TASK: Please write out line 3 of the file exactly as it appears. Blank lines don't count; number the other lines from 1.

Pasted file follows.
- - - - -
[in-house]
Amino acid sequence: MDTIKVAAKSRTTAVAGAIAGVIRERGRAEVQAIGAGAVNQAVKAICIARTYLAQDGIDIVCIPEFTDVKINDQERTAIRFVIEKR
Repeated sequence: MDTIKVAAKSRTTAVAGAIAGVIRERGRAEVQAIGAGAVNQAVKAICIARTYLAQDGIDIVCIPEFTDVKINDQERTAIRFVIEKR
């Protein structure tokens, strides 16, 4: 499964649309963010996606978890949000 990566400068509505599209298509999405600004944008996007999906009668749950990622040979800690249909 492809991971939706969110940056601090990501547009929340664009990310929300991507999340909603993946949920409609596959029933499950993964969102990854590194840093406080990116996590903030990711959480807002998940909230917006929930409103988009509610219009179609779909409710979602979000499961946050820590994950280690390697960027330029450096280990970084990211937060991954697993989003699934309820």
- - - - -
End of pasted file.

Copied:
Repeated sequence: MDTIKVAAKSRTTAVAGAIAGVIRERGRAEVQAIGAGAVNQAVKAICIARTYLAQDGIDIVCIPEFTDVKINDQERTAIRFVIEKR